What Somalia Can Learn from The Past Similar Histories of Bolivia, Cuba, and Ukraine

What is territorial leasing? 

State-level territorial leasing has never been a clearly defined activity in international law or relations, but defining it is necessary to understand it. As defined by experts, a ‘territorial lease is an agreement—usually a treaty—that creates sovereign-like rights for one state on the territory of another through an arrangement that generally emulates a lease in private law.’ In this case, the rights established by a territorial lease comprise a servitude that limits how the lessor state displays its sovereignty in the area involved while extending the geographic area where the lessee state can exercise aspects of sovereignty

Why is discussing territorial leasing relevant in this article? Those who follow news and politics from the Horn of Africa have been distressed by recent events between Ethiopia and Somalia. Tensions in the Horn of Africa escalated after landlocked Ethiopia reached a memorandum of understanding (MOU) on January 1, 2024, with Somaliland, a secessionist region of Somalia, that would give Ethiopia a naval base and access to the Somali Sea. In return, Ethiopia will recognize Somaliland as an independent nation separate from Somalia, in apparent infringement of Somalia’s sovereignty and territorial integrity.

This region of Somalia faces the Gulf of Aden, which Ethiopia dreams of tapping into. Somalia has characterized the move as an act of aggression and vowed to defend its country at any cost. The African Union and United States have backed the territorial integrity of Somalia and urged all parties to cool tensions.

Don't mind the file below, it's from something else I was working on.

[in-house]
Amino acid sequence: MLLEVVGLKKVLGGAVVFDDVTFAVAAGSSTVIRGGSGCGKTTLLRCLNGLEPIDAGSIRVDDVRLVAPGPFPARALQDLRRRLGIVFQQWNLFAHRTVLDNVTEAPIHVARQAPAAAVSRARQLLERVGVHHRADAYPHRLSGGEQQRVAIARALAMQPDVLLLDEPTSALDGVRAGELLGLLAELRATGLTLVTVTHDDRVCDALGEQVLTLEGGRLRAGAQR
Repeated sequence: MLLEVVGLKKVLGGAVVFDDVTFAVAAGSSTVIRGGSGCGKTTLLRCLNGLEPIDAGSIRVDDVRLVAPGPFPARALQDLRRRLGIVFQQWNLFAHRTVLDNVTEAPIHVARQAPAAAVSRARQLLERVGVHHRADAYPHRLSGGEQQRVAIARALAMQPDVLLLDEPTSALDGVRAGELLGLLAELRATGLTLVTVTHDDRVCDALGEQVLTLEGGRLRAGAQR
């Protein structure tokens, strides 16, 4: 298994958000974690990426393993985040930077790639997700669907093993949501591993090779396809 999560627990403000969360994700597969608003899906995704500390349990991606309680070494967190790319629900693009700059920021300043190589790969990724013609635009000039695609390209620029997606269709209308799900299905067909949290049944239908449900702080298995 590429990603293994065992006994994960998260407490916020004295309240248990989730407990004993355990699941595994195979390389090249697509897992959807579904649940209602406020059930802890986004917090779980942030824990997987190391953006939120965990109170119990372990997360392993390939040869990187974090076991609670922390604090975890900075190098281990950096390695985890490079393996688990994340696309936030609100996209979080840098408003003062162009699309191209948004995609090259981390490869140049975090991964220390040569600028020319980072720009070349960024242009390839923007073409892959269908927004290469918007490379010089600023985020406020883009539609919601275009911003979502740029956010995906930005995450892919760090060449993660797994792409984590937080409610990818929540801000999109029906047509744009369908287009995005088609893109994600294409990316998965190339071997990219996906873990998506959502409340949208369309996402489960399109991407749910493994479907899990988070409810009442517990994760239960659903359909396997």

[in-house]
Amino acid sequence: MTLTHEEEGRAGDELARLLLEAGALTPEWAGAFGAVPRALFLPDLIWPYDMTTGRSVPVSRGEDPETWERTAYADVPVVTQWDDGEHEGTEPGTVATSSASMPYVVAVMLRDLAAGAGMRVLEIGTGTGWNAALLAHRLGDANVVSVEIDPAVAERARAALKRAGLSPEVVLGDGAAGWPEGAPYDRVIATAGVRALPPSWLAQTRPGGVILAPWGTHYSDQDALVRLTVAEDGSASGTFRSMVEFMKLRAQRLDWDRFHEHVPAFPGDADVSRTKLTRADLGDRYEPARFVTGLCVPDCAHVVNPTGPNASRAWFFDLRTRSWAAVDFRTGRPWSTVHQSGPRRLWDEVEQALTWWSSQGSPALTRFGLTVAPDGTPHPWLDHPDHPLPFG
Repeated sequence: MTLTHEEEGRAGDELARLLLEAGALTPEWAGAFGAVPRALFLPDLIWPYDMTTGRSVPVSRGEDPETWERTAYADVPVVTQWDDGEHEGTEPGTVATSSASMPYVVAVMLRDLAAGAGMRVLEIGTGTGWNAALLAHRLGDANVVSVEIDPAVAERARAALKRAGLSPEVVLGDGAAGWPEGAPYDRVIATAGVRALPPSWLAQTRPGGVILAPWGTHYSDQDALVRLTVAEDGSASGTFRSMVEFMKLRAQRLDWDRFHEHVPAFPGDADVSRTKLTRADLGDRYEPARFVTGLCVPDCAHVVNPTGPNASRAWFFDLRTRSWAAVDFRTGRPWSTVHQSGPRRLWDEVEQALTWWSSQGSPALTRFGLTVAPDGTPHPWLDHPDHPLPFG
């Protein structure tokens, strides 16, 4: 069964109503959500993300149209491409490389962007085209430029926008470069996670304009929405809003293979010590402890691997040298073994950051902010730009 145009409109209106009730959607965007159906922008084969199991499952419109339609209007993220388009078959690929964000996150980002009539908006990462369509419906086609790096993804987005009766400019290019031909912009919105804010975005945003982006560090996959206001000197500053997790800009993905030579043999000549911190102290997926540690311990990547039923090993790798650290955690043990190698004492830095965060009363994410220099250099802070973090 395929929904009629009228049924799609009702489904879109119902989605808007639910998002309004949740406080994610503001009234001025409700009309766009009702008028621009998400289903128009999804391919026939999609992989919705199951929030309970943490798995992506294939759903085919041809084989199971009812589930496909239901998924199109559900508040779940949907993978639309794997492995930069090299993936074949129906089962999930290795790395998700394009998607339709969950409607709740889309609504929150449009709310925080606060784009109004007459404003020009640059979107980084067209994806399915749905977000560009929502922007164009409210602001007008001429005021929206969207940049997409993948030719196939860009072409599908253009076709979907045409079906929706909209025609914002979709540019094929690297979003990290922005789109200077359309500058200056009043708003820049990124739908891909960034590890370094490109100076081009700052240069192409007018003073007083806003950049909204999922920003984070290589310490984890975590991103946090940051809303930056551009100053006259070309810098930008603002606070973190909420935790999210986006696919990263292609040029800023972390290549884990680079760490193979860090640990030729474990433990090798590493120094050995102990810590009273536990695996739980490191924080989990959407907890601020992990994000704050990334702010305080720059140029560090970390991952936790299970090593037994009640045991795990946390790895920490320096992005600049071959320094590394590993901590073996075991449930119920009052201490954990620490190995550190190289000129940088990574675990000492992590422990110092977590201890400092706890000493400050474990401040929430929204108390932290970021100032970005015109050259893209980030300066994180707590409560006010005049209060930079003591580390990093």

Somalia’s President Hassan Sheikh Mohamud, who has been engaging in endless diplomatic shuttling to garner support for Somalia, warned Ethiopia against implement the MOU. ‘This is a piece of land that belongs to Somalia, and [we] will never yield to whatever pressure comes on it,’ Mohamud said. When asked if his nation was prepared to go to war against Ethiopia, Mohamud said, ‘So far, Ethiopians haven’t made moves to implement the illegal MOU. If they will, then that will be a problem at a different level.’ 

With this new tension in the region, this article discusses the history of territorial leasing to neighboring states, particularly ones with a more substantial military coupled with a troubled bilateral history. We will revisit the historical treaty between Bolivia and Chile to mirror Ethiopia’s current plans and Somalia’s potential predicament.


The President of the Federal Republic of Somalia Hassan Sheikh Mohamud (R) with the Secretary-General of the Arab League, Ahmed Abuu Al-Qey (L) on January 20, 2024.

How Bolivia Lost Its Sea

Bolivia will resentfully begin its 145th year as a landlocked country this year. Its Pacific coastline was lost in the war fought alongside Peru against Chile from 1879 to 1884. The primary cause of the war was territory leased for business purposes, and the two nations established a tax agreement. Chile entered a deal with Bolivia in 1874 to allow Chilean businesses to mine in the Bolivian mineral-rich Atacama Desert for 25 years without a tax increase. However, the Bolivian government later declared the 1874 treaty void because the Bolivian Congress never approved it

The Bolivian government expected Chile to agree to more generous concessions as it did in the past border dispute with Argentina. Instead of renegotiating, as Bolivia expected, Chile sent a warship to Antofagasta, a port city on its northern border with Bolivia, where it landed 500 troops and occupied the town without resistance. Chile defeated Bolivia and redrew the map of South America by taking almost 50,000 square miles of Bolivian territory, including its 250-mile coastline on the southern Pacific Ocean. Bolivia signed a peace treaty with Chile in 1904 in return for a promise of the ‘fullest and freest’ commercial access to the ports they lost. A critical factor in the war was the fact that under this treaty, the region became predominantly populated by Chileans who came to work for Chilean businesses, enabling Chile to occupy it without much resistance—a dire warning for Somalia if it allowed a 120 million plus Ethiopian population to inundate into Somalia.